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The Daily Beast says the novella is making a come-back. Well, huzzah.

Why is the novella such an intriguing and attractive fictional form? Taylor Antrim explores why these short works might be perfect for our time and suggests a few recent ones that do things the novel can only dream about.

Read ze rest here.

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Oh the Relief

… which sounds like an advert for a heartburn pill, but is not.

It’s the relief of a writer who, having finished up a few projects, has had empty brain and a dose of contentment for a while … and not a creative thought in sight. This is a disturbing phase, when one of the voices in the head starts to say “You’ll never write again, y’know … that was it, bimbo. You are so totally done.” It may say it so many times that you start to believe it … although I generally try to shut the inner critic up with choclit.

This afternoon, after a couple of months of percolating, of researching bits and pieces and climbing (read: scrambling) up and down a mountain and doing a bush walk in the rain avec leeches, I finally had the urge to write. Something came through.

And so, Ragged Run is beginning to take shape … in novella form, I do believe.

The night moved, liquid sheets of black spread out then folded back in on themselves. The breeze, seemingly benign in the sticky summer heat, made its way down –– Street. It picked up pieces of garbage as it went, discarded newspapers, chip packets, cigarette boxes. It plucked dirt and detritus from the gutters, sweeping all it could find into an ever-growing, rapidly formed body. It looked like a man, a rough torn thing though; a man of rags and trash and darkness.

            Had anyone been paying attention, they might have noticed when it began its journey turning off Brunswick Street and rolling down the slow incline, that the sound of well-shod footsteps was audible. But as the road sloped, drew further away from the lights, as the whirlwind picked up speed and mass, the noise of anything remotely human was lost.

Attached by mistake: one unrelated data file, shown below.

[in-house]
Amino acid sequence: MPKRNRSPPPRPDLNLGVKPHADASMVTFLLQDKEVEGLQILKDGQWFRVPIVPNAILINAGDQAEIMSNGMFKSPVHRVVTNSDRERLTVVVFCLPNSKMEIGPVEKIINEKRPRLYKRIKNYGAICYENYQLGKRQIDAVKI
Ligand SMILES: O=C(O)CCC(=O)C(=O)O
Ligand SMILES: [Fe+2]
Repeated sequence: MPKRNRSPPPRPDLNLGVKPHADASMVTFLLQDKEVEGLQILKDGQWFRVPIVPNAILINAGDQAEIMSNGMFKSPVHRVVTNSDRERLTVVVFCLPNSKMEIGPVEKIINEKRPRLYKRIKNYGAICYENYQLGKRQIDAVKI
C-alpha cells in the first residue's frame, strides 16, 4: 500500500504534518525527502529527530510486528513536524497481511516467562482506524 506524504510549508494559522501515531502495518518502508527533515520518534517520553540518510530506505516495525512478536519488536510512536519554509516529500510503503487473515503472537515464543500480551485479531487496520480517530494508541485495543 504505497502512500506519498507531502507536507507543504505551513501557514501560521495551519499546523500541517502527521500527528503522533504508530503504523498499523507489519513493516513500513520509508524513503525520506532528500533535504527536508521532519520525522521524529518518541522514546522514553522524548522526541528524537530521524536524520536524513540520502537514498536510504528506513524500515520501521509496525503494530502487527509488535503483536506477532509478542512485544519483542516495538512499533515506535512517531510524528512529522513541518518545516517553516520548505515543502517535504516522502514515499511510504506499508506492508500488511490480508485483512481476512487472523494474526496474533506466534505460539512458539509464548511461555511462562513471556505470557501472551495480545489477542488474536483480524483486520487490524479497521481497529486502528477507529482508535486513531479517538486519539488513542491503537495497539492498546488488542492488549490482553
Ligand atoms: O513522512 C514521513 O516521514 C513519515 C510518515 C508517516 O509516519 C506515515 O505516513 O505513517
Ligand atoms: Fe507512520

Almost at the bottom of the thoroughfare, almost at the glamour of the James Street precinct, the whirlwind feinted right, then turned a hard left.

            The homeless man who’d been sheltering in the curve of the cement garden wall felt only a brief sting of ice reaching into his lungs, then the crushing sensation of too much air all around him as he was lifted from the ground and quickly ceased to be.

            At the very bottom, where the streetlights bloomed, the sound of footsteps was once again heard.

 

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Horn
by Peter M Ball

http://www.twelfthplanetpress.com
Book Launch – Sunday June 7th, Conjecture, Adelaide

There’s a dead girl in a dumpster and a unicorn on the loose – and no-one knows how bad that combination can get better than Miriam Aster. What starts as a consulting job for city homicide quickly becomes a tangled knot of unexpected questions, and working out the link between the dead girl and the unicorn will draw Aster back into the world of the exiled fey she thought she’d left behind ten years ago. All in all, Miriam Aster isn’t happy. The last time she worked a case like this it cost her a badge, a partner, and her life.

This time things are going to get much, much worse.

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